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New means of communication and travel, diasporas, global media events, the international arms trade, the exposure of local communities to global markets, and the worldwide mobilisation of protest are all forces that weaken the protection of civil society by the armed nation-state; and global civil society is often viewed by the state as a source of disorder rather than of civility and good citizenship.

 

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Whatever arguments there are about their moral equivalence, the restrictions on foreign-based non-governmental organisations in Putin’s Russia point in the same direction as detention without trial in Blair’s Britain or Bush’s America. Equally, civil society is wooed by the state as a partner in mitigating conflict, enhancing solidarity and creating security. In this global age (Albrow 1996) state, culture and economy are de-linked and de-centred, crossing national boundaries, rivalling each other in their claims on individuals. Civil society is an arena of contested and competing values, a source of legitimacy with potential for political mobilisation, impossible to ignore for states that find their military power inadequate for achieving peace and security when the sources of instability are not rooted in inter-state rivalries.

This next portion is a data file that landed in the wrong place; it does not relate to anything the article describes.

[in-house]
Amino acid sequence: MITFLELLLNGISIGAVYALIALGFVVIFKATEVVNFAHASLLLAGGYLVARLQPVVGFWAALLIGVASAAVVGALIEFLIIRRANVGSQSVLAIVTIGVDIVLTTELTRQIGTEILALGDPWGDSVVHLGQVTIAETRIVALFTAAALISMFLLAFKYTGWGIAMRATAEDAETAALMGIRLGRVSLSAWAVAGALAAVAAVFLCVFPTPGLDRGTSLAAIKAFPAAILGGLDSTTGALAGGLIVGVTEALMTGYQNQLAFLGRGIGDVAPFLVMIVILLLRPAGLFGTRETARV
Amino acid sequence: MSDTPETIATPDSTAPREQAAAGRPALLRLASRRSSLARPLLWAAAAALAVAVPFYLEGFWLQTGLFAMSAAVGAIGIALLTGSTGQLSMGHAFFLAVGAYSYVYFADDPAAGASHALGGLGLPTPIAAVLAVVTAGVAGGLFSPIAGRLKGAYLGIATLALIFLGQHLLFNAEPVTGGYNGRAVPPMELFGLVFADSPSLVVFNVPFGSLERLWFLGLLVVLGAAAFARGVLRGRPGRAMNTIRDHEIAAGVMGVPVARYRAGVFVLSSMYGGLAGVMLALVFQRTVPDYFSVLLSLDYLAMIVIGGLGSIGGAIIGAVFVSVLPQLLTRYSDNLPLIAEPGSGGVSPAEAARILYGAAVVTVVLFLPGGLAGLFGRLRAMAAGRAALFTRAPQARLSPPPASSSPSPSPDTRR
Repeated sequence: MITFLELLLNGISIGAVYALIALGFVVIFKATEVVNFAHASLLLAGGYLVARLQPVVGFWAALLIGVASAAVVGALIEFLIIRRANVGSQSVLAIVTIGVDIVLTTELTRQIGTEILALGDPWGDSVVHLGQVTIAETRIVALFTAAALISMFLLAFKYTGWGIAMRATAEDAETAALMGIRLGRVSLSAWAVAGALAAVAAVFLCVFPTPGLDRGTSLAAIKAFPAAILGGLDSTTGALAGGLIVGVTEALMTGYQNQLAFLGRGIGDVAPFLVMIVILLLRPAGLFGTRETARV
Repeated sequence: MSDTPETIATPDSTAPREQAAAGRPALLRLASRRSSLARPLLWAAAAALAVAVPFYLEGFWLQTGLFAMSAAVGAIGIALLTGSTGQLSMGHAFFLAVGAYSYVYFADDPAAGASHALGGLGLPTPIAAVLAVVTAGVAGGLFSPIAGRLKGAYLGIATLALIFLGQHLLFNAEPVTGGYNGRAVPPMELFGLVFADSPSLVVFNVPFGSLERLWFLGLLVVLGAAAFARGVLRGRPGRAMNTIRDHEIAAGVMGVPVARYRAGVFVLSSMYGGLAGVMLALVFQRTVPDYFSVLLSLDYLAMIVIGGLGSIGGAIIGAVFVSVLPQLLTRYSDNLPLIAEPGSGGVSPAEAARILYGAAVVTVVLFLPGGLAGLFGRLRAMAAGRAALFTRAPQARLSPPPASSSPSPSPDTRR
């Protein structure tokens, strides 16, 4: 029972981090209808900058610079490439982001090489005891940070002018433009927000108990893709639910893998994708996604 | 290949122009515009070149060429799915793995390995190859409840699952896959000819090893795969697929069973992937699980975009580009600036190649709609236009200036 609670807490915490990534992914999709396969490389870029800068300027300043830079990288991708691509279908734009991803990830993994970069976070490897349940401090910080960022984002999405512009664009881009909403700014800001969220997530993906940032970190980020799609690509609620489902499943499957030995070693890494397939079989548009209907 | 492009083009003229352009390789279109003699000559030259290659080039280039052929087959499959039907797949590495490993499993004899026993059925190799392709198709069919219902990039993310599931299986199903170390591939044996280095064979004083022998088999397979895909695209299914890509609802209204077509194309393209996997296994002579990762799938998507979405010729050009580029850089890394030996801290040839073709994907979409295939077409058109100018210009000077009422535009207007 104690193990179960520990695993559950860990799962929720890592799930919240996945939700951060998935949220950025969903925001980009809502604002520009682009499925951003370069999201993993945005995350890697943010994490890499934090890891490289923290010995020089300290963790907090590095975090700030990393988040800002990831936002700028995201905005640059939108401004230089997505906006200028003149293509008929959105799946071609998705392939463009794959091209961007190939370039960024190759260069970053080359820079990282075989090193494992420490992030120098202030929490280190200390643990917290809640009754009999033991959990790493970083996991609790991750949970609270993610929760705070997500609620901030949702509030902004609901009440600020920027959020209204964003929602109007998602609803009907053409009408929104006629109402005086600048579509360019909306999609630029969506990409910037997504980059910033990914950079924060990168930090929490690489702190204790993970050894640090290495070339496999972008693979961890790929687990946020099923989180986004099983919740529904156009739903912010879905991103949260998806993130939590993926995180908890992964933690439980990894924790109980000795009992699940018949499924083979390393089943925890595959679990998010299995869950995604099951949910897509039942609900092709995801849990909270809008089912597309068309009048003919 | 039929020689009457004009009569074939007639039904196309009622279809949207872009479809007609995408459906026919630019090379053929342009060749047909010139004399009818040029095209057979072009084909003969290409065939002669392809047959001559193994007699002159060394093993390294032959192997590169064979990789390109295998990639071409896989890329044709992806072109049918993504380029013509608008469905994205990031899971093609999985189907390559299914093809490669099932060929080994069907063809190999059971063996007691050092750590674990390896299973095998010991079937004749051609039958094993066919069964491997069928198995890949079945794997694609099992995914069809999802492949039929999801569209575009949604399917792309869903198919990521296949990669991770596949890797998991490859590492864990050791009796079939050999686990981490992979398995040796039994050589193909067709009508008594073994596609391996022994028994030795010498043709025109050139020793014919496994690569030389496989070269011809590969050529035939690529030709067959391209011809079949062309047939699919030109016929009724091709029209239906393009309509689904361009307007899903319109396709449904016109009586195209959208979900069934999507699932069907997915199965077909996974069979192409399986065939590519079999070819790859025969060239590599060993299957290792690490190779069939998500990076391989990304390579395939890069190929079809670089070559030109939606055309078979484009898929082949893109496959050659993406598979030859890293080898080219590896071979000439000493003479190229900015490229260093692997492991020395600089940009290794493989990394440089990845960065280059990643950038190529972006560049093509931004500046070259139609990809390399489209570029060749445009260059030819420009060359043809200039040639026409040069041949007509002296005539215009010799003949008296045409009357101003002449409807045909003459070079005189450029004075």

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In the new field of forces in a globalising world, global civil society has achieved a degree of autonomy that was always implicit in the rights to free speech and association that the eighteenth-century proponents of civil society advocated. The advocates of those freedoms acknowledged the need for the state to defend them, but in their political economy they saw their scope extending beyond boundaries to underpin worldwide markets. Reacting to the consequences of free trade, it was free association across countries that led to the international labour movement. The universalism of those ideas from earlier centuries, plus the longstanding cosmopolitanism of academic and cultural elites, allied with the communication possibilities of our time, has helped shape today’s global civil society.